Helping people with computers... one answer at a time.
As official support for Windows XP is phased out, what you can expect from Microsoft will change. Fortunately, it will phase out over a fairly long time.
When Microsoft discontinues support for XP, what will happen if I need to reformat? Will I still be able to get all the updates?
It depend on exactly when you're thinking of. Microsoft won't just stop supporting XP, they'll phase out support. Where in that phase out you happen to be will make a lot of difference.
Fortunately, we have examples of what they've done in the past to make some guesses as to how they'll handle XP.
First, my prediction is that whatever the currently stated dates are for Windows XP's end of life, they'll likely be extended. As we know, many people have been slow to leave XP behind and move to Vista. How Windows 7 will impact this is anyone's guess, but the large remaining installed base of Windows XP, particularly in business, will I believe cause Microsoft to extend support beyond its original plans.
That being said, though, all good things will eventually come to an end.
Based on Microsoft's past phase out of products like Windows 98, I'll throw out this as a likely scenario:
Support for the original product without service packs is withdrawn. Windows XP is actually already at this point since as SP2 is now required. If you attempt to take product updates for an original Windows XP, one of the first things you'll be expected to take is SP2.
Support for early service packs is withdrawn. Once again, Windows XP is already at this point, as SP1 is no longer supported. Your first attempt to update an SP1 machine should result in a download of SP2.
At what Microsoft calls the "supported service pack level" (as I write this, currently SP2 and SP3 for Windows XP), the product is in "Mainstream Support", including security updates, bug fixes and more.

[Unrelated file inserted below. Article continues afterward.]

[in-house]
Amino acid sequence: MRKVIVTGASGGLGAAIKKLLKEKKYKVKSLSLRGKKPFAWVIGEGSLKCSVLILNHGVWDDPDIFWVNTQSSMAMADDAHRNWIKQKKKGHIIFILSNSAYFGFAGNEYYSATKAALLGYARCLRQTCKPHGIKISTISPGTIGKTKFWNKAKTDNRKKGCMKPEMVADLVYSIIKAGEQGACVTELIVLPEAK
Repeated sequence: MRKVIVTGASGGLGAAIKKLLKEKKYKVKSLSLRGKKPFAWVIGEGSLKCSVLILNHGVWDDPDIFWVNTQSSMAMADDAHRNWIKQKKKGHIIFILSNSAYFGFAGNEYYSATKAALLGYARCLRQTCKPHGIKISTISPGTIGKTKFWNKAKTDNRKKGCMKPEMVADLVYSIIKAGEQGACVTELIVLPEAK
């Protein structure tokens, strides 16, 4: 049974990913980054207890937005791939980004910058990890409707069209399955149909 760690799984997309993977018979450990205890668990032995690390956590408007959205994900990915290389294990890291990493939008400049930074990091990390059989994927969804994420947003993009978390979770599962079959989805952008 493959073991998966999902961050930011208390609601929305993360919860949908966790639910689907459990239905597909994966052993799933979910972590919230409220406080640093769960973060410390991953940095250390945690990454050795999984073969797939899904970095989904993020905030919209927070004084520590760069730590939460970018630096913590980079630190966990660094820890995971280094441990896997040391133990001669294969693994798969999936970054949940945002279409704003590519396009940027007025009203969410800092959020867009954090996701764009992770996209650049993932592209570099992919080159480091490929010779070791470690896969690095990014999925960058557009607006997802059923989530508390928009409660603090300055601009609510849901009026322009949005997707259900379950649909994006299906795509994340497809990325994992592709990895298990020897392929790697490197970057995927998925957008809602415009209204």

After some period of time (Microsoft documents this as 5 years, but it's been known to change), the product enters "Extended" support phase. Most notably, this means that only security updates are issued. My sense is that the requirements for what is, and is not a security issue also get tougher throughout that phase.
After another 5 years or so, the product enters what Microsoft carefully calls "Self-help online support". Put another way, you're on your own. All the documentation remains online, but actual support and/or updates may no longer be available. Windows 98 and Me are in this phase right now.
Now, interestingly, if you look at the Windows Support Lifecycle information on Windows XP, they currently list the following dates for Windows XP Pro:
General Availability: 12/31/2001
Mainstream Support Retired: 4/14/2009
Extended Support Retired: 4/8/2014
As you can see, mainstream support for Windows XP is scheduled to be retired within weeks of this article being published. Will it happen? Maybe, maybe not. The good news is that security updates will continue to be available into 2014.
Will you be running Windows XP in 2014? To be honest, I hope not. That's kind of like running Windows 98 today - it's just not really a good idea. But if for some reason you must, you'll be able to.